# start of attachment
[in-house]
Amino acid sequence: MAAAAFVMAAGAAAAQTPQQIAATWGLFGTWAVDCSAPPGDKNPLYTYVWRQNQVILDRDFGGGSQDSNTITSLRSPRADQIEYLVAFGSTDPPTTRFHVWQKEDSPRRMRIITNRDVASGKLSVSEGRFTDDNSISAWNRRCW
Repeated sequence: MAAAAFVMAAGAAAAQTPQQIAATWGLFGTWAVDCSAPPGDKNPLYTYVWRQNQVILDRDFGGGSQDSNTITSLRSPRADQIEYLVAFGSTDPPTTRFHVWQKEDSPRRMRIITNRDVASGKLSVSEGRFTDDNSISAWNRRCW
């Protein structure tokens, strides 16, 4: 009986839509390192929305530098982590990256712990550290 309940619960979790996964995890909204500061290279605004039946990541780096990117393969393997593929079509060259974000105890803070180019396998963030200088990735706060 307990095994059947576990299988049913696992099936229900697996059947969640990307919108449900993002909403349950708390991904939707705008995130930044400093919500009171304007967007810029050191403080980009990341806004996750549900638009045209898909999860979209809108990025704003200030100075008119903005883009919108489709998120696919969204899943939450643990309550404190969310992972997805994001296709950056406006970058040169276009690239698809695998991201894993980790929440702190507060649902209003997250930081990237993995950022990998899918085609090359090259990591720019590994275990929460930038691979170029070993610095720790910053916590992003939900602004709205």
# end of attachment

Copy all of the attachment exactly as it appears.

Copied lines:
[in-house]
Amino acid sequence: MAAAAFVMAAGAAAAQTPQQIAATWGLFGTWAVDCSAPPGDKNPLYTYVWRQNQVILDRDFGGGSQDSNTITSLRSPRADQIEYLVAFGSTDPPTTRFHVWQKEDSPRRMRIITNRDVASGKLSVSEGRFTDDNSISAWNRRCW
Repeated sequence: MAAAAFVMAAGAAAAQTPQQIAATWGLFGTWAVDCSAPPGDKNPLYTYVWRQNQVILDRDFGGGSQDSNTITSLRSPRADQIEYLVAFGSTDPPTTRFHVWQKEDSPRRMRIITNRDVASGKLSVSEGRFTDDNSISAWNRRCW
């Protein structure tokens, strides 16, 4: 009986839509390192929305530098982590990256712990550290 309940619960979790996964995890909204500061290279605004039946990541780096990117393969393997593929079509060259974000105890803070180019396998963030200088990735706060 307990095994059947576990299988049913696992099936229900697996059947969640990307919108449900993002909403349950708390991904939707705008995130930044400093919500009171304007967007810029050191403080980009990341806004996750549900638009045209898909999860979209809108990025704003200030100075008119903005883009919108489709998120696919969204899943939450643990309550404190969310992972997805994001296709950056406006970058040169276009690239698809695998991201894993980790929440702190507060649902209003997250930081990237993995950022990998899918085609090359090259990591720019590994275990929460930038691979170029070993610095720790910053916590992003939900602004709205």